Having now finished this book, I don’t entirely get what the big deal is. The argument runs as follows:
- There is a certain spirit that is vital to the life of capitalist societies. It is, roughly speaking, the spirit of the (idealized) Ben Franklin: work for its own sake, working for a calling, diligently saving, etc. It’s this spirit that Weber proposes to trace to its roots. He is explicitly not trying to chase down the origins of business, of industrial production, etc; as he notes, these have all existed in other times and places.
- This spirit comes from Calvinism specifically, less so from Lutheranism, and still less from Catholicism. Specifically, Calvin and his heirs transmuted Catholic monastic asceticism into a “worldly asceticism”. That is, rather than prove your devotion to God through quiet scholarly contemplation while holed up in a monastery, you proved that devotion by steady work toward a calling.
- Whereas Catholicism enables you to sin on Monday and be forgiven for it on Sunday, thereby leaving you free to sin again the next day, Calvinism requires a life that consistently and strategically aims at the greater glory of God. A Calvinist life is more totalizing, one might say, that Catholicism. It is thereby more in line with the requirements of capitalist life, where businessmen make plans that aim at the rational maximization of profit.
I think there’s an “only if” hidden in here that Weber doesn’t argue, but which would seem vital to the whole project. If the story is simply that “Protestantism carries with it a certain rationalizing spirit, and it also happens that capitalism requires this spirit,” then that would seem to be either a) confusing correlation with causation, or b) a nice coincidence that makes a fun story, nothing more. If there’s no “only if” here — if Weber isn’t telling us that capitalism requires Protestantism of a certain sort — then the story isn’t so interesting. Yes, these two strands of Western civilization sat comfortably alongside one another, but what of it?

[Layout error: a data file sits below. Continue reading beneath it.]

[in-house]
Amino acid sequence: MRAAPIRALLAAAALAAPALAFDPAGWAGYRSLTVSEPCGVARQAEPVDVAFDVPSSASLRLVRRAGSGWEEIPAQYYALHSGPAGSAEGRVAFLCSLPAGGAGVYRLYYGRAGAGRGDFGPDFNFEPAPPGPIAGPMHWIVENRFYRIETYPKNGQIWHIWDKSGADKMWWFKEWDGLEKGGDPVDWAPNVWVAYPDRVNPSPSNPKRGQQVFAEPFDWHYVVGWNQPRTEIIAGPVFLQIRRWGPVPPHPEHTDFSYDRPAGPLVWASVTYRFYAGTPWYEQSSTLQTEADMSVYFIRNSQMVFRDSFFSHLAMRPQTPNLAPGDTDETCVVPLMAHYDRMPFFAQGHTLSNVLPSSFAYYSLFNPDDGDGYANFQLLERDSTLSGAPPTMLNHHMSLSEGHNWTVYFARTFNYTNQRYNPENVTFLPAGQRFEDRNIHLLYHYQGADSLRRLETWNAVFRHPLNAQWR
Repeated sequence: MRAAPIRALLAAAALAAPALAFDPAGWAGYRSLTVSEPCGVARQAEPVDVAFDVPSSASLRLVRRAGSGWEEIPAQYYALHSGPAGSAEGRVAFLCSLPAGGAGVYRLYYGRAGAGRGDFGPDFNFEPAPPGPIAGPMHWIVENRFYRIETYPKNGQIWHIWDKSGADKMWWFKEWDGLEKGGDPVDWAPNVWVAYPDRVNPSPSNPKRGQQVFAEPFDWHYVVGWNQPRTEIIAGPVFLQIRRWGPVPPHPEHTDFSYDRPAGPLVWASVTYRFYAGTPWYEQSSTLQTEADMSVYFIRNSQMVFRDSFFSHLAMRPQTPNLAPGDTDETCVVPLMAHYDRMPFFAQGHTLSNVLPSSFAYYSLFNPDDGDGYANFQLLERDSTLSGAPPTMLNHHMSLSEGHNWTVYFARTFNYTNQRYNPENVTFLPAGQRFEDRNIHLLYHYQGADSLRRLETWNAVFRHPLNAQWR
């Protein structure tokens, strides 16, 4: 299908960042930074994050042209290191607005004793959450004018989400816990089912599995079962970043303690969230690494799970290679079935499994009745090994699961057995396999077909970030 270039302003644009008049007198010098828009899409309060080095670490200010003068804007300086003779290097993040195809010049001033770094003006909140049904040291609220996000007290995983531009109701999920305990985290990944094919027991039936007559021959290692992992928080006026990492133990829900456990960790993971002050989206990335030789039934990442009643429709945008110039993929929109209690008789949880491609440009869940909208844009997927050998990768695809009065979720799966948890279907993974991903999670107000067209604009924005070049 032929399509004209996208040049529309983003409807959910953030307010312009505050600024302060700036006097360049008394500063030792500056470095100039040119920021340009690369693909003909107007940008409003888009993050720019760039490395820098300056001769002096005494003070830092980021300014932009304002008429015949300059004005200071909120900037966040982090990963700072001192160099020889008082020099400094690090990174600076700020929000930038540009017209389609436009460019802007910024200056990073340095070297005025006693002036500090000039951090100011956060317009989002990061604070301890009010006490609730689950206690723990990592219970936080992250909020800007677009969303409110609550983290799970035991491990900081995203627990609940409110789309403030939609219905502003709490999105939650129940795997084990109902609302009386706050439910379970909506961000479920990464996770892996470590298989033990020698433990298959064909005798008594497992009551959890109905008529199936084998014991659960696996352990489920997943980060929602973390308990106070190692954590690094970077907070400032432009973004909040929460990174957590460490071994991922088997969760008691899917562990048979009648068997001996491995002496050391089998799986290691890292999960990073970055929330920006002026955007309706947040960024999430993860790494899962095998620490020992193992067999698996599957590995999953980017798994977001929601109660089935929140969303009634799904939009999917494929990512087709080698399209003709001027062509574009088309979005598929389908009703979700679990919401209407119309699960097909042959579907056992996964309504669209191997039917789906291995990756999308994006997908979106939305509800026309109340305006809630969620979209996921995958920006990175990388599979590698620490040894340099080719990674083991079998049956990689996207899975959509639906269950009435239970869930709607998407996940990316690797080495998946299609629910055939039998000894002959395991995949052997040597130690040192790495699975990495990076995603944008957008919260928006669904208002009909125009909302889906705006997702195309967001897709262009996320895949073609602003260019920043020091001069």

To argue the only-if, Weber would have to show that non-Protestant societies simply lacked a fundamental piece, and that they would always be lacking an important piece of the capitalist spirit. Because again: suppose it happens that Confucian societies either a) develop the spirit that Weber calls classically Protestant, or b) don’t develop the Protestant spirit, but go on to successfully build capitalist societies. Then what happens to Weber’s story? I submit that it becomes much less interesting; it becomes a story of two developments — Calvinism and capitalism — that happened at the same time. Which is just not all that world-historically interesting a coincidence.
I could be missing something important here, but I don’t think I am. Much of [book: The Protestant Ethic] is devoted to spinning out this historical tale, so that the story from about Luther’s time to that of Franklin comes through with no gaps. But that just doesn’t seem so interesting to me. Its lack of interest reminds me a lot of Clark’s [book: A Farewell to Alms], which tries to argue that the Industrial Revolution began in England when it did because the English had genetically (sic) developed the bourgeois virtues (saving, breeding less) under ruthless selection pressure. Even granting this facially absurd premise, what of it? Does it mean that when Korea industrialized in the 1970s, it had also attained genetic superiority? If not, then, again, Clark is just telling us a nice story with no relevance beyond its time. That seems to be where Weber has left us.